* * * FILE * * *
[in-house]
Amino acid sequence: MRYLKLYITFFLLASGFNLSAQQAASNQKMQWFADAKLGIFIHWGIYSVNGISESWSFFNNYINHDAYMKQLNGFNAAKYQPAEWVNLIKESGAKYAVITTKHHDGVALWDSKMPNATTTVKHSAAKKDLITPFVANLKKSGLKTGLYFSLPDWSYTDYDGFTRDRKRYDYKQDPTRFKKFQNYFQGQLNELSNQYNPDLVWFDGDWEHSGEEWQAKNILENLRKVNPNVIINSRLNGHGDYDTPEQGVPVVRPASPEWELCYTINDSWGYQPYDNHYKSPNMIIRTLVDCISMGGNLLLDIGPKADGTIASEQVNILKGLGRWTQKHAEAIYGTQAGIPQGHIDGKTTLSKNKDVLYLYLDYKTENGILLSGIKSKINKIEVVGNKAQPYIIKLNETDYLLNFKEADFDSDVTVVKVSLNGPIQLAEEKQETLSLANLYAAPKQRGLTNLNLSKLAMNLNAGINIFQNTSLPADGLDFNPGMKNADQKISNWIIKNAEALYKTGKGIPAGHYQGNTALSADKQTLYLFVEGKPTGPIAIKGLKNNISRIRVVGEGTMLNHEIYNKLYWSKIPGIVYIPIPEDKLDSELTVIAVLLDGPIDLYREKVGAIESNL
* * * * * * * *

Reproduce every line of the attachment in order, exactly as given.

[in-house]
Amino acid sequence: MRYLKLYITFFLLASGFNLSAQQAASNQKMQWFADAKLGIFIHWGIYSVNGISESWSFFNNYINHDAYMKQLNGFNAAKYQPAEWVNLIKESGAKYAVITTKHHDGVALWDSKMPNATTTVKHSAAKKDLITPFVANLKKSGLKTGLYFSLPDWSYTDYDGFTRDRKRYDYKQDPTRFKKFQNYFQGQLNELSNQYNPDLVWFDGDWEHSGEEWQAKNILENLRKVNPNVIINSRLNGHGDYDTPEQGVPVVRPASPEWELCYTINDSWGYQPYDNHYKSPNMIIRTLVDCISMGGNLLLDIGPKADGTIASEQVNILKGLGRWTQKHAEAIYGTQAGIPQGHIDGKTTLSKNKDVLYLYLDYKTENGILLSGIKSKINKIEVVGNKAQPYIIKLNETDYLLNFKEADFDSDVTVVKVSLNGPIQLAEEKQETLSLANLYAAPKQRGLTNLNLSKLAMNLNAGINIFQNTSLPADGLDFNPGMKNADQKISNWIIKNAEALYKTGKGIPAGHYQGNTALSADKQTLYLFVEGKPTGPIAIKGLKNNISRIRVVGEGTMLNHEIYNKLYWSKIPGIVYIPIPEDKLDSELTVIAVLLDGPIDLYREKVGAIESNL